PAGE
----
Two Thirds of Babies Born To Older Fathers

Two Thirds of Babies Born To Older Fathers

Statistics from the past 10 years show almost two thirds of new babies are born to fathers who have reached 30 years of age or older.

Parenthood manager of the Family Planning Association David Kesterton said economics played a role in the figure: "There's the economic reason that causes people to delay having children, the desire to focus on careers and the difficulties of buying your own home when young.” He also speculated that the increase in second marriages may have contributed to men having children at an older age.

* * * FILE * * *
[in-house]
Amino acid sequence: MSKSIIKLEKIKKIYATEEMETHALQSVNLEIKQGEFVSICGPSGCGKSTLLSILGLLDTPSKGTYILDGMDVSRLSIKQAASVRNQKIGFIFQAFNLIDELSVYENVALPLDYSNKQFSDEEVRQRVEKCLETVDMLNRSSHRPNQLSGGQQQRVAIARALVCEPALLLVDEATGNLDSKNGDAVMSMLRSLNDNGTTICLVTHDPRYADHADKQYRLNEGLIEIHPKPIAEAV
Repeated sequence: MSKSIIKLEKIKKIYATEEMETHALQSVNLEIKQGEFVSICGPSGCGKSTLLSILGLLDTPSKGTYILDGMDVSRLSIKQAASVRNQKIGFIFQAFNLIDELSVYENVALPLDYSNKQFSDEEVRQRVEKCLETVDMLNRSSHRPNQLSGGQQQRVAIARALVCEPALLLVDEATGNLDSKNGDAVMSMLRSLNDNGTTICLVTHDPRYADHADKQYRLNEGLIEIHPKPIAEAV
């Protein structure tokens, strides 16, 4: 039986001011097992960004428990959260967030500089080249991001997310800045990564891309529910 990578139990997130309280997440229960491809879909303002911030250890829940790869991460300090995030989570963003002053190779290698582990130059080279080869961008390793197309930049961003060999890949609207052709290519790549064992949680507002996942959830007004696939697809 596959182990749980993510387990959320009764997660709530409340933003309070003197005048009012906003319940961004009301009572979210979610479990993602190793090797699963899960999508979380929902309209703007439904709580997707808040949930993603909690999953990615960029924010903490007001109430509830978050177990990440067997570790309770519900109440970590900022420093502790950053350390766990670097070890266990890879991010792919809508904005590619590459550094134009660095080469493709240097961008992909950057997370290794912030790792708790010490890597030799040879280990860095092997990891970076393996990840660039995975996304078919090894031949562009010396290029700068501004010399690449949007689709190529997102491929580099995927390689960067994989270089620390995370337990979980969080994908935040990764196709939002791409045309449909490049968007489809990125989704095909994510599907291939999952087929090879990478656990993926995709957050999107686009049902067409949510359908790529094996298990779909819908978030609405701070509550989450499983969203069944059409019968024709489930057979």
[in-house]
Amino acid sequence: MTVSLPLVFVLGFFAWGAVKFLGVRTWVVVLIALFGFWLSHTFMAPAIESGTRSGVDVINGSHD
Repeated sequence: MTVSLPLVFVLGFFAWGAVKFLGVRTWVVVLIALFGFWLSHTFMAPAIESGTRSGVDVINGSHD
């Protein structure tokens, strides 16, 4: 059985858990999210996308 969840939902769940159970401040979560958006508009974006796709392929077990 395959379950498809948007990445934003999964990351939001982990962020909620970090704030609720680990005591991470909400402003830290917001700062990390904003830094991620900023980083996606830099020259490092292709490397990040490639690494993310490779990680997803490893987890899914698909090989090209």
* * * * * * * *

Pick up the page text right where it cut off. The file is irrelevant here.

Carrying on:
Elizabeth Duff of parenting charity NCT agreed that economics may be responsible for couples choosing to begin a family later than previous generations: "This trend may be due to parents waiting until they are best placed to welcome their baby into a financially stable family setting".

However, reproductive consultant Dr Yacoub Kalaf warns research suggests that older men may suffer from reproductive ageing: "Men over 45 may have offspring that have a higher likelihood of a neuro-cognitive disorders, such as autism and schizophrenia.”

Dr Kalaf goes on to say that the health risks are quite small, and the age a man chooses to have a child is a personal decision.

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